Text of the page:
The contents of this article are for information and educational purposes only. Patriot Propaganda does not officially recommend using any of the tactics, techniques or procedures presented.
“It’s not about how hard you hit. It’s about how hard you can get hit and keep moving forward. How much you can take and keep moving forward.” ROCKY BALBOA
A FINAL THOUGHT ON THE CREATIVE PROCESS. All creative work involves risks, the most daunting of which is the risk of failure.
To open your eyes to new things, to try new combinations, means leaving the tried and true, safe and sure. Sometimes your creativity will result in something great, and sometimes in epic failure, and if you practice really hard, it will most often result in something good enough.
Experimenting with new forms of creativity might make you feel uncomfortable at times, and that’s good. Your current work methods are familiar and generally work for you (even if not as well as you’d like). When we move away from what’s comfortable onto a new pathway, our footing is unsure, we can stumble and fall. This discomfort is part of growth. You will make mistakes. We all make mistakes. These are not the kind of mistakes one makes every week or so, more like every few minutes, and even the most experienced creative people still make them.
But stick with it and you’ll learn how to identify missteps as they begin to happen and correct them more quickly. It’s all part of the process.
PROCESS AND PROGRESS
ARTISTS DEVELOP THEIR CREATIVE PROCESSES throughout their entire career. Art activists are no different. This is a lifelong journey we are on. Once you understand the concepts and begin to practice them, you will adapt them to your particular work in a way that makes sense for you. You will discover your creative process.
A good creative process is what’s behind any successful art activist piece. But it’s important to remember that process is just that: a process, and the point of a process is progression toward a goal. Among activists and artists there are those who will say “It’s all about the process.” But it’s just as easy to fetishize the process as it is to fetishize the product. There are real outcomes we’re striving for—ultimately, we want to change the world. This means we need to step off the curb and take action.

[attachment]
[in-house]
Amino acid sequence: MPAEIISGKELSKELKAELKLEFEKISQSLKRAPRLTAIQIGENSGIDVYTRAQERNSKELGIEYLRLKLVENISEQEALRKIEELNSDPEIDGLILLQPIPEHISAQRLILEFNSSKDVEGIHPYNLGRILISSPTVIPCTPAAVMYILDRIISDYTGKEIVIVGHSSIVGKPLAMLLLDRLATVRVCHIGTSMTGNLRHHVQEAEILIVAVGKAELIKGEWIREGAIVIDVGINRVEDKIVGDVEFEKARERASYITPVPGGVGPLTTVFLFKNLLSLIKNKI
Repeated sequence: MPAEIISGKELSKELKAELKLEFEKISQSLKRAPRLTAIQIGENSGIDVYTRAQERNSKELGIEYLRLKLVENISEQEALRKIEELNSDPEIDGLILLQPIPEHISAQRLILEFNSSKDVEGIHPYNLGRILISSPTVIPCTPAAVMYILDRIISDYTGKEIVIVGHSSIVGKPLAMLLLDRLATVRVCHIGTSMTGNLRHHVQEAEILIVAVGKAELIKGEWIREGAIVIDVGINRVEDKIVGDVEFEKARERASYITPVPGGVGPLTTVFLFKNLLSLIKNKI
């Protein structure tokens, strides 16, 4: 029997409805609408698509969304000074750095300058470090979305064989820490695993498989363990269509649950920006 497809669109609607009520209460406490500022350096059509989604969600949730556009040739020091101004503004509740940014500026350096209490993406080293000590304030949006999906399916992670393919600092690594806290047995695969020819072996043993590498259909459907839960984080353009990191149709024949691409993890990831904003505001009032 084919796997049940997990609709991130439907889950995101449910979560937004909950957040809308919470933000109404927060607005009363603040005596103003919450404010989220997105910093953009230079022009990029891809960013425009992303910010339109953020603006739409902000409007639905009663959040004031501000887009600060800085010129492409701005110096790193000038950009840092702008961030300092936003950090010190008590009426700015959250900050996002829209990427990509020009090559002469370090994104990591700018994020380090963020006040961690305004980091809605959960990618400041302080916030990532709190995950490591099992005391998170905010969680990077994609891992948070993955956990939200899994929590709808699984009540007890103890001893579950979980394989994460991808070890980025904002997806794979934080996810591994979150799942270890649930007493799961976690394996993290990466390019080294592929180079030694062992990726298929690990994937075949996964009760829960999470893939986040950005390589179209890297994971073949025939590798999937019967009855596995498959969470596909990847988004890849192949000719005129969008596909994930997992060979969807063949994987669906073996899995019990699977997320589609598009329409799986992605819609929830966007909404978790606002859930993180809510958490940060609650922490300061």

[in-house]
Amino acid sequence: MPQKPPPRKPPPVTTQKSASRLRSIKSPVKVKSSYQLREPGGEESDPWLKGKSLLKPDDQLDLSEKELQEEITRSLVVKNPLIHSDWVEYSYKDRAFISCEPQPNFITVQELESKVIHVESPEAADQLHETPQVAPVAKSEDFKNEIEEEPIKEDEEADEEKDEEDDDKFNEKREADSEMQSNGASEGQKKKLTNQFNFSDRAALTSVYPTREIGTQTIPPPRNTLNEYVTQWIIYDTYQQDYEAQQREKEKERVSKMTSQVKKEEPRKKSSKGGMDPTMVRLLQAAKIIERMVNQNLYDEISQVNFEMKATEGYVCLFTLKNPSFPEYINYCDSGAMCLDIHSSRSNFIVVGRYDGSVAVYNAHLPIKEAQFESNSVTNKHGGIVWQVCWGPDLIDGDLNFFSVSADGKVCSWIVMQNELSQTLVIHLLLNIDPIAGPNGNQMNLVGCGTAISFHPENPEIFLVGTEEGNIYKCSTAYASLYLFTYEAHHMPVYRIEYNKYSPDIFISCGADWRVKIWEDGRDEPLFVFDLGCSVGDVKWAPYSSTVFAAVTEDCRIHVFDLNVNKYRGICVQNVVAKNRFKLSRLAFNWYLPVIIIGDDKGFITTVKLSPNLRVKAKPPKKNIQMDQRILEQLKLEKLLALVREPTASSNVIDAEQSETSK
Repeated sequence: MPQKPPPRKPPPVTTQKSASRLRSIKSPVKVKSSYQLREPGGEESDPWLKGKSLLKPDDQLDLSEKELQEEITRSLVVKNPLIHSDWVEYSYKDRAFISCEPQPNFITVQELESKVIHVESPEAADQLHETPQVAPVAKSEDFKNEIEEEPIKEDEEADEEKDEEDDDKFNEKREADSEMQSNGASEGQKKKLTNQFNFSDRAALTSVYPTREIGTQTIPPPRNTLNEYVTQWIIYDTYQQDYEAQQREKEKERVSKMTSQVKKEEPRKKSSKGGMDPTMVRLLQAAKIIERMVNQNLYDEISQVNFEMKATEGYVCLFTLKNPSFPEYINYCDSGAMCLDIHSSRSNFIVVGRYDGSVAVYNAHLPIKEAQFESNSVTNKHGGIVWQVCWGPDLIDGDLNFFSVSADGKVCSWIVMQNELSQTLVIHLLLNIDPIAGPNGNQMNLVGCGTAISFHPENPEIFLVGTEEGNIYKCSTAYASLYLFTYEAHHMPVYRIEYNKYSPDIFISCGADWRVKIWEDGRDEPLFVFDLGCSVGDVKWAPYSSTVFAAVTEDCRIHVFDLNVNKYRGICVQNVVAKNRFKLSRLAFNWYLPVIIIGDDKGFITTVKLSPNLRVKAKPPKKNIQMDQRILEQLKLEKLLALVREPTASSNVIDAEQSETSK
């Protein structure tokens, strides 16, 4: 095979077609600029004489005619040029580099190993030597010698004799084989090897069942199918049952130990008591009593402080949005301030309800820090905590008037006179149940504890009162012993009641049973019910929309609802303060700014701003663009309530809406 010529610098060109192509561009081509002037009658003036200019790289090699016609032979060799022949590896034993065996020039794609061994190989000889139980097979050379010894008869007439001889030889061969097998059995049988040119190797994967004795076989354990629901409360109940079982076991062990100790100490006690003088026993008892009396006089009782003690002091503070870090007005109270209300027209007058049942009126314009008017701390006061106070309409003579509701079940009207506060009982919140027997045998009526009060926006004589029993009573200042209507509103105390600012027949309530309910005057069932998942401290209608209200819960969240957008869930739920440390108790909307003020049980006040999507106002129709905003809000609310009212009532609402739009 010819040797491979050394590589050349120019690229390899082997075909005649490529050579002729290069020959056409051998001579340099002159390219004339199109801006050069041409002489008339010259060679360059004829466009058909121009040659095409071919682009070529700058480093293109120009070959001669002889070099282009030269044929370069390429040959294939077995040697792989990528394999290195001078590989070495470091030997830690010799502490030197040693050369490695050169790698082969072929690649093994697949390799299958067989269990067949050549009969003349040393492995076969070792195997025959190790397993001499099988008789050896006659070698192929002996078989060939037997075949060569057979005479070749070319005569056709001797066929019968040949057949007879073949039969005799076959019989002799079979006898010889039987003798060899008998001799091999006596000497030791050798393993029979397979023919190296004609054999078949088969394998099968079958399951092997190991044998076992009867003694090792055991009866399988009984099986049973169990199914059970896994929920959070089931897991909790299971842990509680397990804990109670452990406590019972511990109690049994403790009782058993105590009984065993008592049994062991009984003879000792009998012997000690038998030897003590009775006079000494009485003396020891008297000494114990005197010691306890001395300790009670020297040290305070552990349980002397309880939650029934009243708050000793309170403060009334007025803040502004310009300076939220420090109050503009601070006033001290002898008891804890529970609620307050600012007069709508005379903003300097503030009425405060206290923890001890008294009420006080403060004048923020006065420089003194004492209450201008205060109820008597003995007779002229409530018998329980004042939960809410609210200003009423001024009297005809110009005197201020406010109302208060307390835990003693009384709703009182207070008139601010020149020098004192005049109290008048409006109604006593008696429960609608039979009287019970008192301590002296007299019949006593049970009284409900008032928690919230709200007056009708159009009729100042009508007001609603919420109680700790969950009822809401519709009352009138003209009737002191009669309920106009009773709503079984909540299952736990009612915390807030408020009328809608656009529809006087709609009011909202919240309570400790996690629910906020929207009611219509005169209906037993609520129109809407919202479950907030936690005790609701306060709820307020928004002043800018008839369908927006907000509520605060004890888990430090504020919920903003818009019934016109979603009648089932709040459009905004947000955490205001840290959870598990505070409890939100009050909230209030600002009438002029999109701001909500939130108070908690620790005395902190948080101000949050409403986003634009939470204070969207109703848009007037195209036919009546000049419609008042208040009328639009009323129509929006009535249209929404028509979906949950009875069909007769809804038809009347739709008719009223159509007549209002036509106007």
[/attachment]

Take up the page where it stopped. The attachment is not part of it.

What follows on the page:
EXERCISE: TRACK YOUR PROGRESS
Time: A few minutes, every day
Major milestones are few and far between on our creative journeys. Weeks can go by where it feels like you’ve done nothing and aren’t going anywhere. Being able to refer back to where you were a week, a month, or years earlier will make it easier to identify and celebrate your progress. Try this exercise for a month. If it works for you it can become part of your practice. If not, well, you will have a better idea of what you accomplished in this short period of time.
1) Start a daily log of the work you do as an art activist. It can be in your sketchbook, or you can use a special book or diary just for this.
Each day write brief entries on what you’ve done, no matter how insignificant it seems. If you went out and created or performed a piece, or organized a creative brainstorming meeting with friends, great, write it down. But if you did research by watching Home and Garden TV, write that down too. If you did absolutely nothing related to artistic activism that’s OK too.
Again, turn down the pressure.